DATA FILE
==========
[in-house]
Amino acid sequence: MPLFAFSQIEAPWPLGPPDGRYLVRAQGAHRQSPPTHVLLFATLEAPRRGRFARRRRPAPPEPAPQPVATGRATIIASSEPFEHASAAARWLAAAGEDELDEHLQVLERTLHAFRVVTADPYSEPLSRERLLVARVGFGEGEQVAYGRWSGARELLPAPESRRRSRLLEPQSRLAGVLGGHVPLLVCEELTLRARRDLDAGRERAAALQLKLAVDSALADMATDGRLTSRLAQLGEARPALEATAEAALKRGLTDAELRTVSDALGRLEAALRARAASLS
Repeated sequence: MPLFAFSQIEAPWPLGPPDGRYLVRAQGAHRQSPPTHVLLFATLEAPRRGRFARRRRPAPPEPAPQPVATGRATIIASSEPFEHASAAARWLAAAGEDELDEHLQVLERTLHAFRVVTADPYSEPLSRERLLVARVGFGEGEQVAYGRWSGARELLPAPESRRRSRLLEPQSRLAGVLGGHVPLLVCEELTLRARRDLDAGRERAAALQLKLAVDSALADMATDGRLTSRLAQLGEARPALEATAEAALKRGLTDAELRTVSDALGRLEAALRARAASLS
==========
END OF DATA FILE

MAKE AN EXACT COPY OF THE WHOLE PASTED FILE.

[in-house]
Amino acid sequence: MPLFAFSQIEAPWPLGPPDGRYLVRAQGAHRQSPPTHVLLFATLEAPRRGRFARRRRPAPPEPAPQPVATGRATIIASSEPFEHASAAARWLAAAGEDELDEHLQVLERTLHAFRVVTADPYSEPLSRERLLVARVGFGEGEQVAYGRWSGARELLPAPESRRRSRLLEPQSRLAGVLGGHVPLLVCEELTLRARRDLDAGRERAAALQLKLAVDSALADMATDGRLTSRLAQLGEARPALEATAEAALKRGLTDAELRTVSDALGRLEAALRARAASLS
Repeated sequence: MPLFAFSQIEAPWPLGPPDGRYLVRAQGAHRQSPPTHVLLFATLEAPRRGRFARRRRPAPPEPAPQPVATGRATIIASSEPFEHASAAARWLAAAGEDELDEHLQVLERTLHAFRVVTADPYSEPLSRERLLVARVGFGEGEQVAYGRWSGARELLPAPESRRRSRLLEPQSRLAGVLGGHVPLLVCEELTLRARRDLDAGRERAAALQLKLAVDSALADMATDGRLTSRLAQLGEARPALEATAEAALKRGLTDAELRTVSDALGRLEAALRARAASLS